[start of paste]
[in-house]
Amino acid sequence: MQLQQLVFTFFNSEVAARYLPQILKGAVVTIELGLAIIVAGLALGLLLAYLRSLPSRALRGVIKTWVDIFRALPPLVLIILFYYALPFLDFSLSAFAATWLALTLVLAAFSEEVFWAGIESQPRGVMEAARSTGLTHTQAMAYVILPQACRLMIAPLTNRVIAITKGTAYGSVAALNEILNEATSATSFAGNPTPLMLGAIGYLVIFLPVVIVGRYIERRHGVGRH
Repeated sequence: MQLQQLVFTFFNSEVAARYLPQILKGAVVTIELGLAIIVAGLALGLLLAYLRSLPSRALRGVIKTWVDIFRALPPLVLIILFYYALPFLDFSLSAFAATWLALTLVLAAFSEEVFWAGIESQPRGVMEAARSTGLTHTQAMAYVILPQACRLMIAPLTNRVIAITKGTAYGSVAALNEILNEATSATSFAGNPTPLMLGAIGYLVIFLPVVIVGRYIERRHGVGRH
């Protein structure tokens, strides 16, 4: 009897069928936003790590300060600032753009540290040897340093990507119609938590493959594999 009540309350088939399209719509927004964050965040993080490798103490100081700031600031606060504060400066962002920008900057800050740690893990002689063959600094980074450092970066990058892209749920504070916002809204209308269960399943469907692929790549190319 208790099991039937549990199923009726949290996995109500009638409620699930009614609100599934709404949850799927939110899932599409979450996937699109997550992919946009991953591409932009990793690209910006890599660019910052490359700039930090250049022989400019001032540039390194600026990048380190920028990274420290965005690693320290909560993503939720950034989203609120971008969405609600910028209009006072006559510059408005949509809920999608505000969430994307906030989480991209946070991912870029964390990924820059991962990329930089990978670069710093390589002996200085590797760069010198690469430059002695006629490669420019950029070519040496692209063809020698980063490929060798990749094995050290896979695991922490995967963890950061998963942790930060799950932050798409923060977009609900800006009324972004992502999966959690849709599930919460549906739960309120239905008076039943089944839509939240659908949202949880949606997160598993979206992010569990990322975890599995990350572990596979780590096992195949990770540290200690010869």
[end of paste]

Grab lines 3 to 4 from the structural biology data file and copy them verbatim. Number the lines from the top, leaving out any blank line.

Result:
Repeated sequence: MQLQQLVFTFFNSEVAARYLPQILKGAVVTIELGLAIIVAGLALGLLLAYLRSLPSRALRGVIKTWVDIFRALPPLVLIILFYYALPFLDFSLSAFAATWLALTLVLAAFSEEVFWAGIESQPRGVMEAARSTGLTHTQAMAYVILPQACRLMIAPLTNRVIAITKGTAYGSVAALNEILNEATSATSFAGNPTPLMLGAIGYLVIFLPVVIVGRYIERRHGVGRH
């Protein structure tokens, strides 16, 4: 009897069928936003790590300060600032753009540290040897340093990507119609938590493959594999 009540309350088939399209719509927004964050965040993080490798103490100081700031600031606060504060400066962002920008900057800050740690893990002689063959600094980074450092970066990058892209749920504070916002809204209308269960399943469907692929790549190319 208790099991039937549990199923009726949290996995109500009638409620699930009614609100599934709404949850799927939110899932599409979450996937699109997550992919946009991953591409932009990793690209910006890599660019910052490359700039930090250049022989400019001032540039390194600026990048380190920028990274420290965005690693320290909560993503939720950034989203609120971008969405609600910028209009006072006559510059408005949509809920999608505000969430994307906030989480991209946070991912870029964390990924820059991962990329930089990978670069710093390589002996200085590797760069010198690469430059002695006629490669420019950029070519040496692209063809020698980063490929060798990749094995050290896979695991922490995967963890950061998963942790930060799950932050798409923060977009609900800006009324972004992502999966959690849709599930919460549906739960309120239905008076039943089944839509939240659908949202949880949606997160598993979206992010569990990322975890599995990350572990596979780590096992195949990770540290200690010869």